Immunotherapy uses the body's immune system to target and kill cancerous cells. It is a blanket term covering several treatments. Some boost the body's disease-fighting abilities, while others train the body to attack only certain kinds of cells found in tumors.
One of the many treatments is checkpoint inhibitors. They treat cancers such as lung cancer and melanoma skin cancer by blocking proteins that prevent the immune system from attacking cancerous cells in the body.
Alternate Name of Immune Checkpoint Inhibitors
Body Location of Immune Checkpoint Inhibitors
How Immune Checkpoint Inhibitors is Performed?
The human body's immune system fights diseases and keeps it healthy by protecting it from viruses and bacteria. T cells contain checkpoint proteins on the surface which turn on for an immune response and proteins to turn it off.
For example, in the case of an infection, checkpoint proteins will instruct the T cell to become active and destroy the foreign body. However, if T cells remain active for too long, they can also end up destroying healthy cells. Hence, other checkpoint proteins instruct T cells to switch off.
Some cancer cells produce high protein levels that can cause the T cells to switch off instead of attacking them. Here, the T cells fail to recognize cancerous cells or kill them.
Checkpoint inhibitors are drugs that block the checkpoint proteins. They stop the protein on the cancerous cells and activate the immune system. T cells can now locate and attack cancer cells easily.
Immune checkpoint inhibitors are usually administered intravenously (through veins in the arm). This procedure typically lasts for thirty to ninety minutes every two to four weeks. The number of treatment sessions will vary based on the type of cancer and the drugs given.
Preparation of Immune Checkpoint Inhibitors
The patient needs to keep certain points in mind before treatment begins:
- Any unusual or allergic reactions to the prescribed drug must be brought to the physician's attention.
- Blood tests are required before each treatment.
- Other drugs interact with immune checkpoint inhibitors. Patients need to consult their doctors and pharmacists before taking any sort of medication during this time.
- Specific immune checkpoint inhibitors may damage sperm or harm babies during pregnancy. It is best to use birth control during treatment till at least five months after the last dose.
- Patients should not breastfeed during treatment.
- Doctors, dentists, and other professionals need to be informed of the patient's treatment before getting another treatment from them.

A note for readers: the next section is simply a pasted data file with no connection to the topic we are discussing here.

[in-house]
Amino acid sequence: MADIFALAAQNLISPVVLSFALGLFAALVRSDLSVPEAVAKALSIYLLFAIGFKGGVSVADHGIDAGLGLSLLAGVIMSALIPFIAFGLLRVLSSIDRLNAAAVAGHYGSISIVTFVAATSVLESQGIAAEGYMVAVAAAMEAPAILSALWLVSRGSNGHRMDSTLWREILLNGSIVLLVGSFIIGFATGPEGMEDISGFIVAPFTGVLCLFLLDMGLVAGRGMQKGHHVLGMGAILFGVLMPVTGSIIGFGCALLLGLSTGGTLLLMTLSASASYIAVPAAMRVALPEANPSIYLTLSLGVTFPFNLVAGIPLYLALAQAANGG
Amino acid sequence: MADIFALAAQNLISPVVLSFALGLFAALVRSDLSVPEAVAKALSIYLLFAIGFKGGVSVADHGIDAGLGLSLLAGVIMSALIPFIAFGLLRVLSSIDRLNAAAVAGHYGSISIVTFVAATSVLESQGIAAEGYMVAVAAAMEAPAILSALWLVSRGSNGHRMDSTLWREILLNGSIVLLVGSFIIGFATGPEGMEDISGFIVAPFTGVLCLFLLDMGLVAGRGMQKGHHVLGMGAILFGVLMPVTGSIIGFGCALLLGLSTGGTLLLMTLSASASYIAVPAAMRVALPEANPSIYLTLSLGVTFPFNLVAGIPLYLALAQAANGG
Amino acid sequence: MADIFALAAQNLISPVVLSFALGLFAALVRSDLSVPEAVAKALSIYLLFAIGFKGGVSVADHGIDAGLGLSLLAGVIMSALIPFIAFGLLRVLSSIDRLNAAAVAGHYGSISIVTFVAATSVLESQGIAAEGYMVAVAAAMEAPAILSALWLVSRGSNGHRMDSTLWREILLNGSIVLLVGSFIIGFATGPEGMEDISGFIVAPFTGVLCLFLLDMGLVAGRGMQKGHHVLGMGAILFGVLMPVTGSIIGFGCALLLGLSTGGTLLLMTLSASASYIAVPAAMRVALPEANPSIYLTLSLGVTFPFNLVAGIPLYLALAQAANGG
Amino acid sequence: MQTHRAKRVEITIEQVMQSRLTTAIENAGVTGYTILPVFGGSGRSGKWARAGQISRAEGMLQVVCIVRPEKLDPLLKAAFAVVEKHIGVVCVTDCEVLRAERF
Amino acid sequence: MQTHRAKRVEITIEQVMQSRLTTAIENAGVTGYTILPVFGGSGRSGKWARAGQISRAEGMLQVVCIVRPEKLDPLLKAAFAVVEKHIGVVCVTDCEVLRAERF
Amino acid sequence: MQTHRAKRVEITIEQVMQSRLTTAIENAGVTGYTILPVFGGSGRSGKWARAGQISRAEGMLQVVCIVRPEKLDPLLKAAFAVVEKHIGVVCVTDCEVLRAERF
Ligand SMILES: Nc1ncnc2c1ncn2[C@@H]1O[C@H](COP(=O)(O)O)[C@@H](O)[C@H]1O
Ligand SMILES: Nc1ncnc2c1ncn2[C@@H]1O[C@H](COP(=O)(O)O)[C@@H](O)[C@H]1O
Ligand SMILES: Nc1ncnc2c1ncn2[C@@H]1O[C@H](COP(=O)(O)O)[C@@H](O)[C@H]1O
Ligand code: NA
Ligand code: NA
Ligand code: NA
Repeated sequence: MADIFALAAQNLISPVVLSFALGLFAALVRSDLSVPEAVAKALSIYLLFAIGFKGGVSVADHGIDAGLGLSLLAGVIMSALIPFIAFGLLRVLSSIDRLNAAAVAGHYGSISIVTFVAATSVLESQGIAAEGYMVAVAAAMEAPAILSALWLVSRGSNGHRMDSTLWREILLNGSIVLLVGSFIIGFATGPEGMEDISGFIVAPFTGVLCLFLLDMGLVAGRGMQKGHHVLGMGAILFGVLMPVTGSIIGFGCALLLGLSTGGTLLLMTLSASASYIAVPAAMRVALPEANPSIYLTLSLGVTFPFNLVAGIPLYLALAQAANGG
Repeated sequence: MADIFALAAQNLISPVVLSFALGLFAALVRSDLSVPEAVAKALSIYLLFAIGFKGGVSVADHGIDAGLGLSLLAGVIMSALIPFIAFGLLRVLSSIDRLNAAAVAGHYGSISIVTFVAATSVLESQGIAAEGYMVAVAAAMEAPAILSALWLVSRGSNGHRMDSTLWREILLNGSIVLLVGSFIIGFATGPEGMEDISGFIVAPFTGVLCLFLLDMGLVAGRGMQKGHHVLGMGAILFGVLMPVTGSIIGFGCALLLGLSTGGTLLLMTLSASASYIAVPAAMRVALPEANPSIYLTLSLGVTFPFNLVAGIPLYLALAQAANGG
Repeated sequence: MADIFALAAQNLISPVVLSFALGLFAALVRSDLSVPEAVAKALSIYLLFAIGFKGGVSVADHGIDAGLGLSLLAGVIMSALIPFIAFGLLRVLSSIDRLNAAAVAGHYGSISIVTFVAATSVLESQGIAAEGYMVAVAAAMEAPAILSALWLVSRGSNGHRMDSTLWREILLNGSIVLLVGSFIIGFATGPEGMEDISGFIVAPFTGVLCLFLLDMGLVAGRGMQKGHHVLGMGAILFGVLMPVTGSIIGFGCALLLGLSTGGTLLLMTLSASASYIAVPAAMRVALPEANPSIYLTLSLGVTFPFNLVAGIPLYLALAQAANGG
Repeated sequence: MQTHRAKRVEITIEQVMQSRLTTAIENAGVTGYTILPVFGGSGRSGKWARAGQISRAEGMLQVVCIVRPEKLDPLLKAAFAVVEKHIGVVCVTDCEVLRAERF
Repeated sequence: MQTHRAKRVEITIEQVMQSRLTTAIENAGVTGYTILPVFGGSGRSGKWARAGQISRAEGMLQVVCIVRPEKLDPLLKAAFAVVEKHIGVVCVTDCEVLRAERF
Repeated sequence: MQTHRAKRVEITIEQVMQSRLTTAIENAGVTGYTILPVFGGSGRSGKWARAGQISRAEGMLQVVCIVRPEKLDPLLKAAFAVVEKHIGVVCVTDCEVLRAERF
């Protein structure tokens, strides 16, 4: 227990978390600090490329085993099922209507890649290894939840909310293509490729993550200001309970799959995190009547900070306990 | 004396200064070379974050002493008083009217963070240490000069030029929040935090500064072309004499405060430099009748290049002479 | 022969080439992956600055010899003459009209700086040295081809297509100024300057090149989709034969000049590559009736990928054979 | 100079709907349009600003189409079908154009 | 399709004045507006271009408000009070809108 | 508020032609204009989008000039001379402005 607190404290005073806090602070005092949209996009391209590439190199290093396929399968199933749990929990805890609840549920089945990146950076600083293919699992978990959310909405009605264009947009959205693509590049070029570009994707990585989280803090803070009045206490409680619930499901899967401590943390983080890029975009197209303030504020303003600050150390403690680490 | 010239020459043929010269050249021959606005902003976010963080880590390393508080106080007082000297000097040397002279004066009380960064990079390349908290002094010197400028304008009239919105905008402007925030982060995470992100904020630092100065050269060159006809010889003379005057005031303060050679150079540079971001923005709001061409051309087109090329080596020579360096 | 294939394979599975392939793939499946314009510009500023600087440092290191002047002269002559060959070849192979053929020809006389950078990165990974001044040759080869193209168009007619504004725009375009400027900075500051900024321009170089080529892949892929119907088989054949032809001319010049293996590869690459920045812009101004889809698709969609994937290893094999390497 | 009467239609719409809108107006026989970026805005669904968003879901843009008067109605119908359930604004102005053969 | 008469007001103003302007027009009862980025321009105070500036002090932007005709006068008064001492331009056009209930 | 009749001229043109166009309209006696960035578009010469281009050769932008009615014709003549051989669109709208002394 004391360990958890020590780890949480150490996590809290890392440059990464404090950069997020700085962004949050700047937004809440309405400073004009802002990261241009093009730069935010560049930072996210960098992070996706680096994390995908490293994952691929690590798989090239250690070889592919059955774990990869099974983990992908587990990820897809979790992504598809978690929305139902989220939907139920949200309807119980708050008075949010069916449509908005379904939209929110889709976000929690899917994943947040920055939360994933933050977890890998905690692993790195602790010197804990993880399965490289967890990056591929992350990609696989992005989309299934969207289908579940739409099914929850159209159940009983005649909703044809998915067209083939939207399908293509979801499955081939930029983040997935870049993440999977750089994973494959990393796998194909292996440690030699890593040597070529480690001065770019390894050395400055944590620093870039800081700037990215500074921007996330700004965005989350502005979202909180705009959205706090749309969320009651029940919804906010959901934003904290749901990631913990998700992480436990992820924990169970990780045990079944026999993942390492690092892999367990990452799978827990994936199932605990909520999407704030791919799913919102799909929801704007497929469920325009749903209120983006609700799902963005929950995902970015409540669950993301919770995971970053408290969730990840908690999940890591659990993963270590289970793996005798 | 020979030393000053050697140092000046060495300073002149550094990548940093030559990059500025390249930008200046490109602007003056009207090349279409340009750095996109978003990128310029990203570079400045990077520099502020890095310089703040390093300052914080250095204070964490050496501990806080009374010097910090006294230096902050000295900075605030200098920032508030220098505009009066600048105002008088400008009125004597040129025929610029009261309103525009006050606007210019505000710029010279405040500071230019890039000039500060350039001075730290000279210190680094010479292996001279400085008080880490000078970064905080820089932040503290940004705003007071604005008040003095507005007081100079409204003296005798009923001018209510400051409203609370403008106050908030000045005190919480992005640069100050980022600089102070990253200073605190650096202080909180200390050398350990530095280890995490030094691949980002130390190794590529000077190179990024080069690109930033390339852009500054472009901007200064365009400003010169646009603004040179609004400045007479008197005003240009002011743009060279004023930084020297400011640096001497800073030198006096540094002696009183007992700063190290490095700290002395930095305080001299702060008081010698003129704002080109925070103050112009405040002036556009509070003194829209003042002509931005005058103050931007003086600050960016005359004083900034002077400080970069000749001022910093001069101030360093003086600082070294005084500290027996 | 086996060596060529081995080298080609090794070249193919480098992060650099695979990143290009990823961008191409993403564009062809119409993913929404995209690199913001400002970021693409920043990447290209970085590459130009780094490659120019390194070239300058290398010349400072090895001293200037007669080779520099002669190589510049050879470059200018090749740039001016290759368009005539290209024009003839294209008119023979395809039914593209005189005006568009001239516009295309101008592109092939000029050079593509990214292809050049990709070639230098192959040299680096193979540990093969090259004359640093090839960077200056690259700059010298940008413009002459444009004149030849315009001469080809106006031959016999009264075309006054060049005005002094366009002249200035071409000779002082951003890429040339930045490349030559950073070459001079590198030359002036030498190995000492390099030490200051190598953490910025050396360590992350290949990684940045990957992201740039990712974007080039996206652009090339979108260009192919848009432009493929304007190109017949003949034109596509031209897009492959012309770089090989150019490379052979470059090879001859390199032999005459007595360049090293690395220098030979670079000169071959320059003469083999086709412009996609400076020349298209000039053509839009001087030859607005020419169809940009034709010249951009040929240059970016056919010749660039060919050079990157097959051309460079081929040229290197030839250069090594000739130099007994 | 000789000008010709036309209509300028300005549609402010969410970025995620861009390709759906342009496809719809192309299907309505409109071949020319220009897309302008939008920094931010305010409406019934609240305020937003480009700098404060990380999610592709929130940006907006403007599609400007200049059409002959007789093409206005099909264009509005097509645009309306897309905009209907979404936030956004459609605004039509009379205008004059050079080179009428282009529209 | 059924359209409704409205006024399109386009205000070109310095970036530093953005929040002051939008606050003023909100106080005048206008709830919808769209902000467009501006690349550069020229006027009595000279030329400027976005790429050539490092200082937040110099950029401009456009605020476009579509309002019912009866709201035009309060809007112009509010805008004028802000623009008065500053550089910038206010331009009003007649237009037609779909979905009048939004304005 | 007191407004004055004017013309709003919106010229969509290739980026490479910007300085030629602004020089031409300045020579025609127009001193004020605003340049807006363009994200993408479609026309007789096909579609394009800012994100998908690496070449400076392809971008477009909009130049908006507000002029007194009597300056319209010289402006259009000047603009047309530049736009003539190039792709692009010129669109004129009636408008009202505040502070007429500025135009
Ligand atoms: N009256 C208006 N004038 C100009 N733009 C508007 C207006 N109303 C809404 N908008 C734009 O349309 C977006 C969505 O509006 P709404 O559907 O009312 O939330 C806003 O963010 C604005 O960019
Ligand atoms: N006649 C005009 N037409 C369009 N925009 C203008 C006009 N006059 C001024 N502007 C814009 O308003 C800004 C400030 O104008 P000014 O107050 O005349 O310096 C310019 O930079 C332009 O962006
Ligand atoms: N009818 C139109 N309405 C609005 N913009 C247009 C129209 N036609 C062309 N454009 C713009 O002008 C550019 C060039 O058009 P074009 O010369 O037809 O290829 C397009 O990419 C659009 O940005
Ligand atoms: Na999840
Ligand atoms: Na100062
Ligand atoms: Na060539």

Procedure Type of Immune Checkpoint Inhibitors
The procedure can take anywhere between thirty and ninety minutes, depending on the drug used and the treatment plan decided by the physician.
Once the procedure is completed, the patient can be asked to wait for observation, depending on how they feel.
If they feel fine, they can leave almost immediately after, with permission from the physician in charge. This is an ambulatory/outpatient procedure, which means the patient can leave the same day without requiring an overnight hospital stay unless they show severe symptoms.
It always helps to have someone with the patient who can drive them home in case of any fatigue or tiredness from the treatment.
Risks of Immune Checkpoint Inhibitors
The side effects of immune checkpoint inhibitors include
- Dry cough and breathlessness
- Skin rash, itchy skin
- Poor appetite
- Muscle and joint pain, numbness
Some rare, serious side effects of immune checkpoint inhibitors include
Infusion reactions: Some patients may have allergic reactions such as fever, chills, itchy skin, dizziness, and wheezing while getting the drugs for treatment. They need to be brought to the doctor's attention immediately.
Autoimmune reactions: Since the treatment drugs target checkpoint proteins, they essentially stop the "brakes" of the immune system. This, in turn, can cause the immune system to attack other parts of the body, causing life-threatening problems to the lungs, intestines, liver, and other organs. Corticosteroids are then administered to counter it.
Recovery of Immune Checkpoint Inhibitors
Tumors see a significant reduction in size over 18-24 months depending on the drug, the treatment, and the type of tumor being targeted.
Patients need to make follow-up appointments with their oncologists or concerned physician regularly. Blood work, as well as CT scans, need to be taken periodically as well.
Patients with caregivers or family members looking after them need to ensure that these helpers will be handling body fluids and constantly need to keep their hands clean.
As nutrition may be affected, food rich in fiber may help patients respond better to certain treatments and drugs.